It was mid-morning. Seven women about to be in the wilderness sat in a circle with our gear as our guide explained the next order of business: “I’m going to show you how I pack a backpack.” The thought of that brought memories of my morning in the hotel room. I had already packed and repacked my own backpack, trying and failing to fit everything I needed in it.
How did people take layers of warm clothing? I couldn’t even cram my lightweight wool sweater in the remaining space. Where did they put enough food for several days? I’d barely found a place for my snacks. I hadn’t even brought my sleeping bag liner, or a stove, or fuel. Even though I’d purchased lightweight gear and clothing, packing it had been such a struggle that I dreaded this next activity. I wanted to sit in the sun and watch. Instead, I emptied my pack.
Our guide distributed huge black trash bags and told us to line our packs with them, and that was the moment the light clicked on for me. Yahoo!
The main cavity of a backpack has an opening with a drawstring at the top. That top section is made of soft material. On my pack it’s squished down under another pouch. I knew it was there, but I hadn’t paid much attention to it because my pack also zips open from the front like a suitcase.
I pulled up the top section, opened the drawstring, and stuffed the deep trash bag down inside to fill with my gear and food. It was going to work! Until that minute, I’d had no idea how to pack a backpack.
TIP: Even the basics must be learned.
When everyone was outfitted and packed, we caravanned to a campground in North Carolina. There we parked and rode a shuttle to Newfound Gap, a popular trailhead on the AT. I already knew that I was fortunate to be in this group. As we entered the woods, I looked around in wonder at the beautiful trees, clear sky, and sun-dappled path. Despite the wording from the Frost poem, I remember thinking I love this.
We were maybe one-fourth of a mile in, hiking single-file, when my left foot slipped on a wet rock, throwing my body off balance and setting my 28-pound backpack in motion. I fell backward from a standing position with both arms outstretched and a trekking pole strapped to each wrist. The fall seemed slow, yet I was helpless to stop myself.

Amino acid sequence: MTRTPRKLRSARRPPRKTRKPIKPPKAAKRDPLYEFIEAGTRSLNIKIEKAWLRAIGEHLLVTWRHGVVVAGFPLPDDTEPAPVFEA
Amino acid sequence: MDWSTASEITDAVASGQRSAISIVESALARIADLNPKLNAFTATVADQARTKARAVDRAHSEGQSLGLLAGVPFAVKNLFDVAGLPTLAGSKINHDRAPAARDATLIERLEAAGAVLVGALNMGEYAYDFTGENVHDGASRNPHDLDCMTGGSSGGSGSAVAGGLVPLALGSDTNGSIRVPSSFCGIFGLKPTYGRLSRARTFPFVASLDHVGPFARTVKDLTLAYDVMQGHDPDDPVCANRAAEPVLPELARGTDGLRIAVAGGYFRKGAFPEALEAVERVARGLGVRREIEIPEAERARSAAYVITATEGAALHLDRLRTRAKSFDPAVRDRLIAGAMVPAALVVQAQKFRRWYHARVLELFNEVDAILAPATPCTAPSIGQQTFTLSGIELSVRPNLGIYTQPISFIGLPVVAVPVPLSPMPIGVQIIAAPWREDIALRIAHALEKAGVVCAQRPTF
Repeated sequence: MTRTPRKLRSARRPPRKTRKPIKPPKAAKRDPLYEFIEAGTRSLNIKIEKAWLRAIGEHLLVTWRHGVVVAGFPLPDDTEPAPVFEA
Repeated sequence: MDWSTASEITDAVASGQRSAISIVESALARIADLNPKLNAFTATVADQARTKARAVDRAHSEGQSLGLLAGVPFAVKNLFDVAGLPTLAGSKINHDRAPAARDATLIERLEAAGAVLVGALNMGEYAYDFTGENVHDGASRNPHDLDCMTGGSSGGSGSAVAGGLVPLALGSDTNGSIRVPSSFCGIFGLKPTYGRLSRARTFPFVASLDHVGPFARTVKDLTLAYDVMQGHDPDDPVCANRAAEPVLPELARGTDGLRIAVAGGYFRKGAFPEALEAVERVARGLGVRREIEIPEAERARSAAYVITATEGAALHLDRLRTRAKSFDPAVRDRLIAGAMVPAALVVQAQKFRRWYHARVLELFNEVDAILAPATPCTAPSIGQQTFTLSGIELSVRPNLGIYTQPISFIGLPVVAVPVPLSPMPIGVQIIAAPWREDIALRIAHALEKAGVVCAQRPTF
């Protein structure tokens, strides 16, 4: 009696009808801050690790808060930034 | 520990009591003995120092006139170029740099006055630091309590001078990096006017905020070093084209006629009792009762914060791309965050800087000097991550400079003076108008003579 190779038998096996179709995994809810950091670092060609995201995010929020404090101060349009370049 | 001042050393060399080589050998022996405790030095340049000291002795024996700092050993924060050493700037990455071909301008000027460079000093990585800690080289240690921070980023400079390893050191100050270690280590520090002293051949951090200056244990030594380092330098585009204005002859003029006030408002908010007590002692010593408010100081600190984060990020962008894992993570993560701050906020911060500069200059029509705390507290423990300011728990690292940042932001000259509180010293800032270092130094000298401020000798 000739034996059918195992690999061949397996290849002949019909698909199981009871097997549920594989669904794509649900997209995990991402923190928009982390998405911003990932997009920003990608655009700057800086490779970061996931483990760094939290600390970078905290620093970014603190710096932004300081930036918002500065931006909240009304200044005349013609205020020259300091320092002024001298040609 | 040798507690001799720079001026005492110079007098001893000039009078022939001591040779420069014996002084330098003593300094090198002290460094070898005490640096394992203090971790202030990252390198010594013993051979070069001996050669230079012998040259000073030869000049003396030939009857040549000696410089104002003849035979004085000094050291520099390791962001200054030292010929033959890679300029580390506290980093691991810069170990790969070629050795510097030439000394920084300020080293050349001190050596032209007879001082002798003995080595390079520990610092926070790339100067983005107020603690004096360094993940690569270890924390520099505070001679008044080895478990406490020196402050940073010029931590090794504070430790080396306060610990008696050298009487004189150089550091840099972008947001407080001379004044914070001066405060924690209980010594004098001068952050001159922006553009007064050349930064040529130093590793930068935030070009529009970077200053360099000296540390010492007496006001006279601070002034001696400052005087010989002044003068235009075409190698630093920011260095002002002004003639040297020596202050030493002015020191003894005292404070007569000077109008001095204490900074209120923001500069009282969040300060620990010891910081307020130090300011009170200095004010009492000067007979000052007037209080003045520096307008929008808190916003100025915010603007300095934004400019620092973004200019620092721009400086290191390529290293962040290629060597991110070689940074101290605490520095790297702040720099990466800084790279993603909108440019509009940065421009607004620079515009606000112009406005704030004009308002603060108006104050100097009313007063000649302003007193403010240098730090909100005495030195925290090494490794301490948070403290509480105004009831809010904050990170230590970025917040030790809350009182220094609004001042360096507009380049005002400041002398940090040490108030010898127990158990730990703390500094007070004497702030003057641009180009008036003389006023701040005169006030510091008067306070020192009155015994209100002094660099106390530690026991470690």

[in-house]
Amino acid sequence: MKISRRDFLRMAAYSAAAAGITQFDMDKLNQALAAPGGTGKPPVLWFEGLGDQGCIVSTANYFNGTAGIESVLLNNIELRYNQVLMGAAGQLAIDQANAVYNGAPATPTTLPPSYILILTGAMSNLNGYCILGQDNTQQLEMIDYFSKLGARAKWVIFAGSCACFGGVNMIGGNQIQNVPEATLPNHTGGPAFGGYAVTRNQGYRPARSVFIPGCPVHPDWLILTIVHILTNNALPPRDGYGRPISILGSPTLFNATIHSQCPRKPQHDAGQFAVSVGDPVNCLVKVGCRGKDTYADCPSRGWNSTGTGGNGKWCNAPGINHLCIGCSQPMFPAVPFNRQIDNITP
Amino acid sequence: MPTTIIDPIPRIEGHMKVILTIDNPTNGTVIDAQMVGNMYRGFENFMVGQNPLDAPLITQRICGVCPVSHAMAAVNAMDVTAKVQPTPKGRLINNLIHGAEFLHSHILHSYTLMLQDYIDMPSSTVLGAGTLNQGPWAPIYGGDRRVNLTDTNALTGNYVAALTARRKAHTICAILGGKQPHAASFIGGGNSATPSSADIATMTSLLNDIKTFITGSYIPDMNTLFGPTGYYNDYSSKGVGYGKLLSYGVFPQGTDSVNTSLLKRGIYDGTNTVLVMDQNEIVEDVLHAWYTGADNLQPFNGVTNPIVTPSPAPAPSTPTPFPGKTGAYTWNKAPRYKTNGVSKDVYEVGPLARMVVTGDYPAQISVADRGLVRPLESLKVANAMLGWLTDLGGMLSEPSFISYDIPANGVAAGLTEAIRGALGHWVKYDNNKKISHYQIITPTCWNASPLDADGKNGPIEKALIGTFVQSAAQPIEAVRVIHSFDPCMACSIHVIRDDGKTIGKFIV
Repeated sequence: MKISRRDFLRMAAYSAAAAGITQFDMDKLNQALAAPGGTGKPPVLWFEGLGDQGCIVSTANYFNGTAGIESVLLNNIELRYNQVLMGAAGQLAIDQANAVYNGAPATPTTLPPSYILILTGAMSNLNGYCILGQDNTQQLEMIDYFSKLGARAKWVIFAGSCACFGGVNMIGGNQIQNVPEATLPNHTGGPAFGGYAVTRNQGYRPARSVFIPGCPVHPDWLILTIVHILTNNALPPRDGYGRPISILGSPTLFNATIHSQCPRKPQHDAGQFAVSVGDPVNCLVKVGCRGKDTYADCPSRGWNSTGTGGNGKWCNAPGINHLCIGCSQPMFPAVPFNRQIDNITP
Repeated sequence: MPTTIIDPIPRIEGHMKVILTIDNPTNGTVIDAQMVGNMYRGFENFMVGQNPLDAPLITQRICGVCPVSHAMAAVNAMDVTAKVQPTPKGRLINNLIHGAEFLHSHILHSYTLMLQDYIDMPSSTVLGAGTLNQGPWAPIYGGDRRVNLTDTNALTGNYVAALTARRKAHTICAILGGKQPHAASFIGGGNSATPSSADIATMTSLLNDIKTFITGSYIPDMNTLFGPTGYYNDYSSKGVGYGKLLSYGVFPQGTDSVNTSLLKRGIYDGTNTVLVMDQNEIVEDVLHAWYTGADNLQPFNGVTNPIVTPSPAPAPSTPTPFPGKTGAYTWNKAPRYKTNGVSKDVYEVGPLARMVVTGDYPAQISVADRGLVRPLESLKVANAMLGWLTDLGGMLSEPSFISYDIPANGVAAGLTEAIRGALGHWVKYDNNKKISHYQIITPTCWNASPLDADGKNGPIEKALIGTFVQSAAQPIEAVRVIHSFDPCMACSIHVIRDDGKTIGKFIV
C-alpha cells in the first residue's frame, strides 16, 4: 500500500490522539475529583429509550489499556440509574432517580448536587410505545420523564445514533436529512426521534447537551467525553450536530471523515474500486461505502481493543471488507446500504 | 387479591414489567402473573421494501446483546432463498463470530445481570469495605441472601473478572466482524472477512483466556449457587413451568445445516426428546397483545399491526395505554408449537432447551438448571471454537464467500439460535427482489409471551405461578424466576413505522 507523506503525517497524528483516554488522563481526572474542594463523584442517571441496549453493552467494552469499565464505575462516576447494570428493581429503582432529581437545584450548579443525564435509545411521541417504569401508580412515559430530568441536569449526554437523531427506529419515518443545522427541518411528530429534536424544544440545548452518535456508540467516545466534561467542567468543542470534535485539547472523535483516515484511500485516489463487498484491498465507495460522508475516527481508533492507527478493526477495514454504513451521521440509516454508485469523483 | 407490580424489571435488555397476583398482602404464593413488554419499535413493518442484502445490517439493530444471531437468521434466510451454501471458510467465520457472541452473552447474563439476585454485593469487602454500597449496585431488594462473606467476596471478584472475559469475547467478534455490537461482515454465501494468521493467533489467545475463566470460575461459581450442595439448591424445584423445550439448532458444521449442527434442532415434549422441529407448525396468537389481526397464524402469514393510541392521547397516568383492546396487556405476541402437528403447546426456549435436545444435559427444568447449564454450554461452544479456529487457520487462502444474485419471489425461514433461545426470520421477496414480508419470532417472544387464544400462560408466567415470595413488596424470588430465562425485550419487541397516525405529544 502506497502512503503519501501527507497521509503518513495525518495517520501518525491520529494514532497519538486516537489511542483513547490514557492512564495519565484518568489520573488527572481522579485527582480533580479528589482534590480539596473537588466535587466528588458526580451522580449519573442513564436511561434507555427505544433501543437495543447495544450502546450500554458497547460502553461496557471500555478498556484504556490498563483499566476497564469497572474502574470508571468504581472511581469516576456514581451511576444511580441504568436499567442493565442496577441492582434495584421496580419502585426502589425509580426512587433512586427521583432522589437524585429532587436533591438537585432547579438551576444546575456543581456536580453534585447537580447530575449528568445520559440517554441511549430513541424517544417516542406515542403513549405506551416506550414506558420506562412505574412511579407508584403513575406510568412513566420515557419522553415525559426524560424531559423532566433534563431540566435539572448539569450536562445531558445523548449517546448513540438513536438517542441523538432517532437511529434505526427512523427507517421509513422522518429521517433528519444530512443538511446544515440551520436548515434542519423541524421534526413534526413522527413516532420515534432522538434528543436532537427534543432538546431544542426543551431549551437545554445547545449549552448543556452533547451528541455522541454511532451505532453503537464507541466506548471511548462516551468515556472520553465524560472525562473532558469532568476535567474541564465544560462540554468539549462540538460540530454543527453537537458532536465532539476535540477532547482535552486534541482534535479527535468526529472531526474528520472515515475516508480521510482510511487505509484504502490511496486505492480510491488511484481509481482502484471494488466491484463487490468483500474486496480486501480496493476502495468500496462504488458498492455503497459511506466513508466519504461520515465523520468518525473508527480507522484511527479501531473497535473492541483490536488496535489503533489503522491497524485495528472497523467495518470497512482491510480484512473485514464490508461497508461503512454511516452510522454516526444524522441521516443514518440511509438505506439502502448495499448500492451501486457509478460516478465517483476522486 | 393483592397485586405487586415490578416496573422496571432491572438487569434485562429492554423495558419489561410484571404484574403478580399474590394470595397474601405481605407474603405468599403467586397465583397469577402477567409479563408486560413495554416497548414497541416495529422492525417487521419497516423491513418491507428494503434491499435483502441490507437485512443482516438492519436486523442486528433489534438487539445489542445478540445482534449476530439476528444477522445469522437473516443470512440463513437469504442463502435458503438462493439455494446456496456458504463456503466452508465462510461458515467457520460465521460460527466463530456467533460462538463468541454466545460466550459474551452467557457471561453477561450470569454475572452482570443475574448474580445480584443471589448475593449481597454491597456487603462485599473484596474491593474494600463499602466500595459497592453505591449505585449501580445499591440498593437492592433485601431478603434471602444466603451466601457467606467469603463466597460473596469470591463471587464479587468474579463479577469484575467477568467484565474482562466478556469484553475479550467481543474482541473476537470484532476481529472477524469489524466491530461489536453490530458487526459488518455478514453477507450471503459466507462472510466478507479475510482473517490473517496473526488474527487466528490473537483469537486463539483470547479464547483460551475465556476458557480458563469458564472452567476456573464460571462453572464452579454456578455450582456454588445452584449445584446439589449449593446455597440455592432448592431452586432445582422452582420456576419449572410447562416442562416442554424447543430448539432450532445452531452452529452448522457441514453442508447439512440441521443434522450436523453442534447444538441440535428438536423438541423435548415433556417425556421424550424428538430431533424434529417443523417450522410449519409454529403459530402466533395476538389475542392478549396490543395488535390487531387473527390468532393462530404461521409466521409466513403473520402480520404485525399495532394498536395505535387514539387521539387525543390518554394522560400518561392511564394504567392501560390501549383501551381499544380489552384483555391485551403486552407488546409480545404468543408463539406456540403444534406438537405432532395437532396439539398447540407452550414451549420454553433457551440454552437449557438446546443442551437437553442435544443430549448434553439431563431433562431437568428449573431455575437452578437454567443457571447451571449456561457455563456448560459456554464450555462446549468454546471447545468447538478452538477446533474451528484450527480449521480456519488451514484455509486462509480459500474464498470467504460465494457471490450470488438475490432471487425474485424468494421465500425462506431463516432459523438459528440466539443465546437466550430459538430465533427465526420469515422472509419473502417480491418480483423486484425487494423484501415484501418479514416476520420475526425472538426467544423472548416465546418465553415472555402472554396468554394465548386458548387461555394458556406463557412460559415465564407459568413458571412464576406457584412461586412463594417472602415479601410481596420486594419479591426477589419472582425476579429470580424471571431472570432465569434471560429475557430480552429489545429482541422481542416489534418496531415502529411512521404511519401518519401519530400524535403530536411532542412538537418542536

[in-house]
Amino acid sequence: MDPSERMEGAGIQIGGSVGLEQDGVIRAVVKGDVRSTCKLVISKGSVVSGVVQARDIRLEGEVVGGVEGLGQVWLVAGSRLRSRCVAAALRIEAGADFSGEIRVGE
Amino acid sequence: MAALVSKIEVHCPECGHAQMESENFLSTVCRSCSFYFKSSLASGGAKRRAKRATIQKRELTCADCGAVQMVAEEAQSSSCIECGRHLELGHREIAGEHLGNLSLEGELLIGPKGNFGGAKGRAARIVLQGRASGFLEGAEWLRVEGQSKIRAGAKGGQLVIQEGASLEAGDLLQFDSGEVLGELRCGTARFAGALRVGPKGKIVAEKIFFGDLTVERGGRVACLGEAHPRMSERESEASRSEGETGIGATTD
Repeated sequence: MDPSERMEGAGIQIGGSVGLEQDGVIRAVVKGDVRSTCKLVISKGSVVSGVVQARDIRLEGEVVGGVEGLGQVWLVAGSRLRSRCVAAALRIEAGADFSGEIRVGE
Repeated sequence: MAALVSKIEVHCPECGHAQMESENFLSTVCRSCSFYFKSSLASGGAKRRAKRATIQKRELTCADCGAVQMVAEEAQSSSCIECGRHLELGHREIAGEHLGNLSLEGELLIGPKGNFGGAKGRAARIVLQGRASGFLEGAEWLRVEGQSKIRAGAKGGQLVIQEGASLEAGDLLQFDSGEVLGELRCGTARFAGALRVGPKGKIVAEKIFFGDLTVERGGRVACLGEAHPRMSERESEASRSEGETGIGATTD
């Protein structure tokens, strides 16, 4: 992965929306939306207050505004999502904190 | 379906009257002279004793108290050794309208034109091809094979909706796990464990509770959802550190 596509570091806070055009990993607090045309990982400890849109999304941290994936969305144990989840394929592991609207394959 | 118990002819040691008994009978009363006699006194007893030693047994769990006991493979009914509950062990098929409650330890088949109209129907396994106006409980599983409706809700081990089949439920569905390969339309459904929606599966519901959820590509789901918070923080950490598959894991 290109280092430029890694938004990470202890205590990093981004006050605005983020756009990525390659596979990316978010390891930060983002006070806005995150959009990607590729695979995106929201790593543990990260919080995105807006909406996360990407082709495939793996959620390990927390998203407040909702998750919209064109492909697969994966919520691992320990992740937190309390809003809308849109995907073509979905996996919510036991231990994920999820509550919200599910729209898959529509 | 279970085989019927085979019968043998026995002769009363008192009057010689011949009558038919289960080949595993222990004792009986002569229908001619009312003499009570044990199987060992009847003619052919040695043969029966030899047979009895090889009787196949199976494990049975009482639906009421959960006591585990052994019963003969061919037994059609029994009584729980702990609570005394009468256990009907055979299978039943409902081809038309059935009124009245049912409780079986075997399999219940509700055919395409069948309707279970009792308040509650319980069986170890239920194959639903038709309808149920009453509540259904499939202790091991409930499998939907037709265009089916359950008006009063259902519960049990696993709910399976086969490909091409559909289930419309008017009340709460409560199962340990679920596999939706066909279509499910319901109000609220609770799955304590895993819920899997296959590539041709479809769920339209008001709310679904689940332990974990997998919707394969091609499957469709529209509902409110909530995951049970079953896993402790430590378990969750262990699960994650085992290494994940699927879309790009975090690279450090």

I’d given my age when I had applied for this hike, along with the assurance that I was in shape. At 69, I wasn’t surprised to be the oldest member of our group, but I was determined to keep up. What must our guide be thinking now, to see me topple over like the trunk of a tree?
Luckily, I fell on my fat pack and was not hurt. Perhaps I had screamed a warning; the women behind me were in the clear when I landed. A fall can happen in a second, and it isn’t necessarily age related. We all have to be alert to what’s under our boots. My one casualty was a trekking pole that snapped in two. Our resourceful guide fixed it with duct tape. Awesome!
Note to self: Never be without duct tape on a hike.
“The woods are lovely, dark, and deep.” They also go up and down mountains for miles, as we did on our first day. During the uphill climb I looked ahead to see if or when the trail would level off to give us a break. Our march seemed relentless, and I had to request a few stops. Occasionally our leader paused to point out a plant or creature endemic to the Smokies. With every step of my boots I began to pray that she would discover another flower or mushroom to stop and show us.
I reached a point that day when I asked myself WHAT IN THE WORLD I had been thinking when I told people I was going to thru-hike the Appalachian Trail. Was I crazy? I didn’t even want to be here. My legs were shaking, my shoulders ached from carrying my pack, and all I could see ahead was more trail. Now I knew: My little hikes around the lake at home, and even in the woods, had been nothing compared to this.
Our destination for the night was a shelter our guide had reserved. Because it was afternoon before we began hiking, we had to cover ground. I was already walking like a zombie, the result of sore muscles in my legs. Could I make it?
Yes. Yes, I could. All I had to hear was the possibility that if we didn't stay on task, we could be breaking out our headlamps and finishing the hike in the dark.
To be continued…